What a difference a couple of years can make.
It wasn’t too long ago that Warrantech Corp., the extended service contract provider, found itself on the ropes after a one-two punch that might have KO’d a lesser competitor. But thanks to a bold turnaround plan implemented by chairman and CEO Joel San Antonio, the company has swung back into the black and its future is beginning to look bright.
The company’s troubles began as the 1990s ended, when the Securities and Exchange Commission changed the accounting rules under which Warrantech and its peers did their bookkeeping. Unfortunately for Warrantech, the SEC’s auditors initiated enforcement of the new rules just prior to the company’s reporting period, causing it to miss its filing deadline. The result: a delisting from NASDAQ, where its shares had long been publicly traded.
The second swift kick came from Staples, Warrantech’s largest client, which decided to take its extended warranty business inhouse. The loss of Staples’ business sent Warrantech reeling, and left it with a clutter of small accounts. Earnings nosedived, with the company reporting a loss of $8.2 million in net income for the 12 months ended March 2000.
But from that debacle San Antonio learned a valuable lesson about over-dependence on one or two high-volume accounts. Indeed, as he went about reorchestrating the business, he came to embrace the notion of multiple smaller accounts that can provide high margins and a cushion against defections — an acceptable trade-off for their lower volume.
Already that strategy has resulted in the recent additions of three smaller, but high profile accounts — Boomer McLoud, Wireless Zone and Handspring — plus the renewal of a fourth, South Florida’s BrandsMart USA.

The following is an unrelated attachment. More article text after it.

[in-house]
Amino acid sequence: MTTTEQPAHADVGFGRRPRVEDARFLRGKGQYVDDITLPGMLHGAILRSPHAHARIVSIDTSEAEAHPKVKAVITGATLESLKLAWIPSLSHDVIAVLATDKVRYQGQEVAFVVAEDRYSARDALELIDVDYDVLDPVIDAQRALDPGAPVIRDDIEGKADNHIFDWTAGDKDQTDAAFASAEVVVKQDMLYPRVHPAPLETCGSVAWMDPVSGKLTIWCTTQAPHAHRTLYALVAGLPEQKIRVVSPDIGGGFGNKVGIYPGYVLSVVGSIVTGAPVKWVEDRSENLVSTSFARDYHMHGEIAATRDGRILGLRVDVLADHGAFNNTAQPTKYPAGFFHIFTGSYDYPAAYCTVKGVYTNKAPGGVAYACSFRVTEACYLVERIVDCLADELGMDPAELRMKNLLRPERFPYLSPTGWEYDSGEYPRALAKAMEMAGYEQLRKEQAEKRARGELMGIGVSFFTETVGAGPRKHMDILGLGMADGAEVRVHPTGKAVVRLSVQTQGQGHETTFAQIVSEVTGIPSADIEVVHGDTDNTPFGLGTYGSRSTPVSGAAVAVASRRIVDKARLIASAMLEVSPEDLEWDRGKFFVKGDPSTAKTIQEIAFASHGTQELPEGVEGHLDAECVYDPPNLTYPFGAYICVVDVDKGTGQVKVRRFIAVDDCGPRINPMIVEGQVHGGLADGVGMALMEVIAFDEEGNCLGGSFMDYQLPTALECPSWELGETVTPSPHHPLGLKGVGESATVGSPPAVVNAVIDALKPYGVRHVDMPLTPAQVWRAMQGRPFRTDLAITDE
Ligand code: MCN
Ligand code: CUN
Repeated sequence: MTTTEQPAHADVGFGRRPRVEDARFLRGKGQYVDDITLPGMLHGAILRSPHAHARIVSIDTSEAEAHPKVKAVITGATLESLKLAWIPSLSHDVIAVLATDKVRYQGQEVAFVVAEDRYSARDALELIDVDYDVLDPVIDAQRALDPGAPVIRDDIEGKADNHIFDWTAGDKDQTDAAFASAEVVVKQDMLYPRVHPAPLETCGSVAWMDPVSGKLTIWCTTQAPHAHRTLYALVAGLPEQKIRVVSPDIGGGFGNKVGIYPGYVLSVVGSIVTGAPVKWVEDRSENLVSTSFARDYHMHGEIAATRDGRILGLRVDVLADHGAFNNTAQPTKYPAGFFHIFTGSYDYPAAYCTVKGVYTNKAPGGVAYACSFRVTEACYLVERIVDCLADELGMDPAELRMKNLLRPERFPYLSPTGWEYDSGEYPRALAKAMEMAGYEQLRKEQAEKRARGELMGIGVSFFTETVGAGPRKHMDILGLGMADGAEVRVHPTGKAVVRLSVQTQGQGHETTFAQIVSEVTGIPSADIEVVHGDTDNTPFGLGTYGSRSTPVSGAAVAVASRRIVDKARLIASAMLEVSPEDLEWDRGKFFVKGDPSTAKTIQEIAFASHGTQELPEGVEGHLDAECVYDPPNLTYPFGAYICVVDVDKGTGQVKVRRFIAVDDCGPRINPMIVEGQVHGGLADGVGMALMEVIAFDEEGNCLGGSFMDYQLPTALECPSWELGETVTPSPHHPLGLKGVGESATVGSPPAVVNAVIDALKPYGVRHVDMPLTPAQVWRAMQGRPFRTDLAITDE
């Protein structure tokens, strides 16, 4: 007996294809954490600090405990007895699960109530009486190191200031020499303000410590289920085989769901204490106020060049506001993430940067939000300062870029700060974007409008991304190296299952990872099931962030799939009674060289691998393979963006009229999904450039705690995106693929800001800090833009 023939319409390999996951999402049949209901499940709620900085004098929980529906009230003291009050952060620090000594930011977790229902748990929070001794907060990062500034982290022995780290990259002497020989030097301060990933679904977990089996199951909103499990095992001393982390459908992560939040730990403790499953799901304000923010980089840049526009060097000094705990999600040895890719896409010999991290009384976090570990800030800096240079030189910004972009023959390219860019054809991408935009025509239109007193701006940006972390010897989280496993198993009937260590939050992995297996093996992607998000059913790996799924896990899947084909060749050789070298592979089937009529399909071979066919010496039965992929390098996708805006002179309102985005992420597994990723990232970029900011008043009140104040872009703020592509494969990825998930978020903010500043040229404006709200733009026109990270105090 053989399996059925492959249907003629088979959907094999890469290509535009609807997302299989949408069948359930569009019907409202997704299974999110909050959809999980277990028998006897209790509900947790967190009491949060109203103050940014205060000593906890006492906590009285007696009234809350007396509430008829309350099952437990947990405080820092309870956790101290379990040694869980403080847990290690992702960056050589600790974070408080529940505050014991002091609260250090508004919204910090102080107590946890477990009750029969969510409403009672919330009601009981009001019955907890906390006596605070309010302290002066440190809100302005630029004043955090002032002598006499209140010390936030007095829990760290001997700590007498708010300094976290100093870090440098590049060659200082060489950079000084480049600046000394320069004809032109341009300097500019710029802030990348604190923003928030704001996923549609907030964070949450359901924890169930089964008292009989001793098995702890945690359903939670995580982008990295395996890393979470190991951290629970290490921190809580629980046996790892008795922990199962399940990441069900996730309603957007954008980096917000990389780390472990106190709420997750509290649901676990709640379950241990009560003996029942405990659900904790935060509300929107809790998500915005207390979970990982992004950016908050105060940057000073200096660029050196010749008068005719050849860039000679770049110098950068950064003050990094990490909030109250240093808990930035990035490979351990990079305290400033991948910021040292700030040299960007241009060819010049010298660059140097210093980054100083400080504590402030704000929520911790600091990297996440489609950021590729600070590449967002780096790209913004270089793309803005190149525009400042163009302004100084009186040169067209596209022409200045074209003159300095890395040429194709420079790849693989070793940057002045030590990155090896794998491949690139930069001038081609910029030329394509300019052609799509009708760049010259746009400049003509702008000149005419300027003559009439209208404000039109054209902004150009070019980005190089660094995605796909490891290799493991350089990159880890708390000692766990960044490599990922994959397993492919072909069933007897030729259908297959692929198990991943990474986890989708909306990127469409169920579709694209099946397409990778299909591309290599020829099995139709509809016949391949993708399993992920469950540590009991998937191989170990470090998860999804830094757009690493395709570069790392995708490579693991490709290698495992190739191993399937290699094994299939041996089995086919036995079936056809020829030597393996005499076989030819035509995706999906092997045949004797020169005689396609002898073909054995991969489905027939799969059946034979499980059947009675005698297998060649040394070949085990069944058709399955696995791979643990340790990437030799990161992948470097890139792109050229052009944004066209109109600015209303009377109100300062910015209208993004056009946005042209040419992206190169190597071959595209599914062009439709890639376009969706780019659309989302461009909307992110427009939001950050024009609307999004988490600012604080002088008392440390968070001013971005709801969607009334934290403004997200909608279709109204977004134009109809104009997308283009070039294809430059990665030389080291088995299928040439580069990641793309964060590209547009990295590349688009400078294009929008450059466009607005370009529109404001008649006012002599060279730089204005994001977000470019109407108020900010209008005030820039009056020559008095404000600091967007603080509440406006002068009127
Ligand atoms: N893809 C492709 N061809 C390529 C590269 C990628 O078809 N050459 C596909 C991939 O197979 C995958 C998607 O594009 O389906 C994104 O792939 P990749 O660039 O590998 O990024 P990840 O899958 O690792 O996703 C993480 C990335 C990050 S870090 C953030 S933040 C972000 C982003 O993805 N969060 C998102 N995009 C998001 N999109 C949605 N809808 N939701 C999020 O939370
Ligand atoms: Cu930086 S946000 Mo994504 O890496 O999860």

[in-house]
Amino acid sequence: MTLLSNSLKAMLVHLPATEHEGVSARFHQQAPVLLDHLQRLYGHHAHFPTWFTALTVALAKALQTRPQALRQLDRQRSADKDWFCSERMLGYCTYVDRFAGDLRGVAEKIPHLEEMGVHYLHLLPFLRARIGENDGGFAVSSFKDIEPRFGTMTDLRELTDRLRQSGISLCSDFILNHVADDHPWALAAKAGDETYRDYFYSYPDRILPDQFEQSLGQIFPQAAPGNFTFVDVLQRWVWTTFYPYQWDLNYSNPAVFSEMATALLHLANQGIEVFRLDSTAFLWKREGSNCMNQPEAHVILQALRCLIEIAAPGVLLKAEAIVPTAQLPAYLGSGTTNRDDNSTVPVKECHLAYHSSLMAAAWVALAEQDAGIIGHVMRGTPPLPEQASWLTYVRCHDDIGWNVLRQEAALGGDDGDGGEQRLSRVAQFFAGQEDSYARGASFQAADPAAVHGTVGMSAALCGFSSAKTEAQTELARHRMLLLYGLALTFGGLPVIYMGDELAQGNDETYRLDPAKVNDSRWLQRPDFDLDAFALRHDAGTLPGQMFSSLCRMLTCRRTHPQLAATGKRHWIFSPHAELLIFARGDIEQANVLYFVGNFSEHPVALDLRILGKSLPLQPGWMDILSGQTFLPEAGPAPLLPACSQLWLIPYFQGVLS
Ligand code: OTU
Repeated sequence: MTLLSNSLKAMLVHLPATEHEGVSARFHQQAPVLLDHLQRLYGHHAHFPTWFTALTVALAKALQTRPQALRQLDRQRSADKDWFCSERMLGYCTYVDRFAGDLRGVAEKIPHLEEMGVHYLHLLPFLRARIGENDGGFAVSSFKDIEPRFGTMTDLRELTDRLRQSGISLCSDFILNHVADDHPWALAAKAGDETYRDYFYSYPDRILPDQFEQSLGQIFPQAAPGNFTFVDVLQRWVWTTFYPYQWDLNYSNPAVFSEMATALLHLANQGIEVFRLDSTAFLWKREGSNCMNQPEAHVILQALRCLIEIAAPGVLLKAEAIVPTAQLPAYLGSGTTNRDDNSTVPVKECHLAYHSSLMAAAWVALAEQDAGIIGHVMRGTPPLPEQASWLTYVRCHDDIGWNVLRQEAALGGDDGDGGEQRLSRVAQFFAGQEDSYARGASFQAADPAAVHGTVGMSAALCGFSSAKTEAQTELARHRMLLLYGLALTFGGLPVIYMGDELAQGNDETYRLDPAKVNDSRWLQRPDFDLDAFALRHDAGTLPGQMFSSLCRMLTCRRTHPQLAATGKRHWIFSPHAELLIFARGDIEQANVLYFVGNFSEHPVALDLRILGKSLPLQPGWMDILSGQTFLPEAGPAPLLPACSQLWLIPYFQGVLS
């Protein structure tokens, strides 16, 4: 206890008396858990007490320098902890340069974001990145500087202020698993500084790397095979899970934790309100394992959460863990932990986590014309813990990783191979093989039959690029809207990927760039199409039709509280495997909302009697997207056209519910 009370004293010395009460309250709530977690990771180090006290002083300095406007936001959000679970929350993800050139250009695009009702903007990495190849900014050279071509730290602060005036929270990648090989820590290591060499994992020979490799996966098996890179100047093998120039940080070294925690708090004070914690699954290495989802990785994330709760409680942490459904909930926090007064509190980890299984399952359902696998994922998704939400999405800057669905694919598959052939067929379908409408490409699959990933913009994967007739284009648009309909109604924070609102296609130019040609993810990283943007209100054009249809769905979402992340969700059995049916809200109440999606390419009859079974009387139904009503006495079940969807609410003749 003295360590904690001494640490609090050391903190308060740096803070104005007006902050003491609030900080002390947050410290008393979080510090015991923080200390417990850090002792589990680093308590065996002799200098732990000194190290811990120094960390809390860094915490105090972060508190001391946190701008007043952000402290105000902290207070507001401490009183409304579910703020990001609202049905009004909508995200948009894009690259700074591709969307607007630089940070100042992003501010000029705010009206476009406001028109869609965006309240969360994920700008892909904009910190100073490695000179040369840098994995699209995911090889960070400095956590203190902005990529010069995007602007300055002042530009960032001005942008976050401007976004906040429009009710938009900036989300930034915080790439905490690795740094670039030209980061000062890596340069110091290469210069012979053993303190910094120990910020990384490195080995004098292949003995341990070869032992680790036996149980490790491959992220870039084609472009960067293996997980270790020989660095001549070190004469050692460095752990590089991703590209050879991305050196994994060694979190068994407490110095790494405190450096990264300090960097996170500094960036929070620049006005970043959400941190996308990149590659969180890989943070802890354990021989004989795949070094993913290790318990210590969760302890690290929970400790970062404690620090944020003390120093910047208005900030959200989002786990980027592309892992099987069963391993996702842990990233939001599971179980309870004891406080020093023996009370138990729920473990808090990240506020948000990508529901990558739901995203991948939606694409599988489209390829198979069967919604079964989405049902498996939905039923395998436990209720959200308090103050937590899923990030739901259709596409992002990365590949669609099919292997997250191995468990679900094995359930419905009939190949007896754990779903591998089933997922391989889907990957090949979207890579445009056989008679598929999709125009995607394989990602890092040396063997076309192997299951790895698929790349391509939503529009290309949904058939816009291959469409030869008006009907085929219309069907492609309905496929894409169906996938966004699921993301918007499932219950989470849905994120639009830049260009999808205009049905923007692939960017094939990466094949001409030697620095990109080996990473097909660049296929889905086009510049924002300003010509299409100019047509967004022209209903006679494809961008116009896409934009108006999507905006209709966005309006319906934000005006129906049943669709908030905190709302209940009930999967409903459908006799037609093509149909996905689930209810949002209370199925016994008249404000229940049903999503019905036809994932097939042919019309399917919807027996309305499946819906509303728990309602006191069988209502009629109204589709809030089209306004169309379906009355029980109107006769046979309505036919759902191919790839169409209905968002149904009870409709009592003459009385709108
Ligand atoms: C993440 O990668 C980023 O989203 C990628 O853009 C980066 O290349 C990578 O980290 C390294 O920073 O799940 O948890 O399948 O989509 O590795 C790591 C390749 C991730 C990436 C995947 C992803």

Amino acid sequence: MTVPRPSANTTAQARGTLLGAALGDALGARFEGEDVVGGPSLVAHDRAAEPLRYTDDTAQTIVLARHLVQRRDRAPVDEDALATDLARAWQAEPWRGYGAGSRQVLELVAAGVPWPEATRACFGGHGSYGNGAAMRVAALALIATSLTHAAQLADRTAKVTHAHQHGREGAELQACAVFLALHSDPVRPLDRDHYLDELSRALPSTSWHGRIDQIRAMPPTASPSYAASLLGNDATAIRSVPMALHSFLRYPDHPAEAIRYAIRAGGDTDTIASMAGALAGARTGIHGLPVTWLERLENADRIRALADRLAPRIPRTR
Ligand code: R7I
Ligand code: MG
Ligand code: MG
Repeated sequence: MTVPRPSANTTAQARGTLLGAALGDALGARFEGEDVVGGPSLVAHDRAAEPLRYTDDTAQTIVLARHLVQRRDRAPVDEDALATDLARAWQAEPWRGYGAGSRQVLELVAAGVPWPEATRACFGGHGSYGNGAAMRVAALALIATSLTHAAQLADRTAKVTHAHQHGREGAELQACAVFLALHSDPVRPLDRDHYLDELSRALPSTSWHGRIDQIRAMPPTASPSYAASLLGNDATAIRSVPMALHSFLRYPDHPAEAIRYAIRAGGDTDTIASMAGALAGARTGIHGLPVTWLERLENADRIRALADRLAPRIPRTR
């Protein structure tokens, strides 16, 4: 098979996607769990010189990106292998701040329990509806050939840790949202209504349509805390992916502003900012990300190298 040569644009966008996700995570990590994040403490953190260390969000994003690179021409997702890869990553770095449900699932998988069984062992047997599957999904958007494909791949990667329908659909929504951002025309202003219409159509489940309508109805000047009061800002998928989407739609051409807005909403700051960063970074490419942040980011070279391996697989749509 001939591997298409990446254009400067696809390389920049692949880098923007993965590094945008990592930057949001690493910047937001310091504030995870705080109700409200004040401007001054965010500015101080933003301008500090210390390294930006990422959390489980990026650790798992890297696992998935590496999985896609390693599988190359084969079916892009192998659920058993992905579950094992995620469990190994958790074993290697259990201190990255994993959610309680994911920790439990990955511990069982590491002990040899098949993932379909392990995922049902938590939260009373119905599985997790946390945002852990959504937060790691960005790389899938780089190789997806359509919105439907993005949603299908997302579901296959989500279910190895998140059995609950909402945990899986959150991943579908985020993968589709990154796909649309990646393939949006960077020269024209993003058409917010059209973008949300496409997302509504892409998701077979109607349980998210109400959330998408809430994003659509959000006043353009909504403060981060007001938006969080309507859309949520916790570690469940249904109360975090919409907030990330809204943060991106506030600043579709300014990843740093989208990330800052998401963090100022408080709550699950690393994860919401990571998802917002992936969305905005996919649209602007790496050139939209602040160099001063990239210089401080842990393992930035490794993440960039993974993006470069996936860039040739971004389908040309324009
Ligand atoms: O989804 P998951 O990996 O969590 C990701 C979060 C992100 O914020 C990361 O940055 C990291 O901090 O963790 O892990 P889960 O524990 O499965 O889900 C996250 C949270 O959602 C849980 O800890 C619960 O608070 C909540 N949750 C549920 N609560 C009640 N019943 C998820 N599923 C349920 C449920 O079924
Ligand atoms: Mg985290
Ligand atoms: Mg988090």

The three-year deal with Boomer McLoud calls for the 60-store mobile audio chain to market Warrantech’s Repair Master product, a prepaid repair card.
Warrantech has also signed a three-year agreement with the 150-unit Wireless Zone chain, which will sell Warrantech’s innovative Xchange Card, which guarantees a new replacement should the purchased product fail.
For Handspring, Warrantech will provide service contract administration for the full line of Visor handheld computers and its VisorPhone Springboard module.
Meanwhile, Warrantech extended its 11-year relationship with BrandsMart last month for an additional five years. Said San Antonio, “The fact that long-term customers such as BrandsMart USA continue to renew their agreements shows that Warrantech provides significant value to them and their customers.”
At the same time, San Antonio has begun to cast his net offshore in search of lucrative waters. The target: Latin America, which represents a significant growth opportunity, the company said. Already it maintains a call center in Puerto Rico for Spain’s Grupo Telefonica, and has begun signing up retailers, including RadioShack, in Chile and Peru.
While getting the company’s account base on solid footing, San Antonio, along with president Ron Glime, has begun to consolidate the business and hack away at costs. Among the dramatic measures they have taken was the selling of their United Kingdom operations, the folding of their Connecticut offices into headquarters here and the rollout of an automated call center phone service.
The efforts, said Glime, are beginning to bear fruit, as the company has now shown a profit for every quarter of 2001, and net income for the 12 months ended March 31 hit $1.9 million.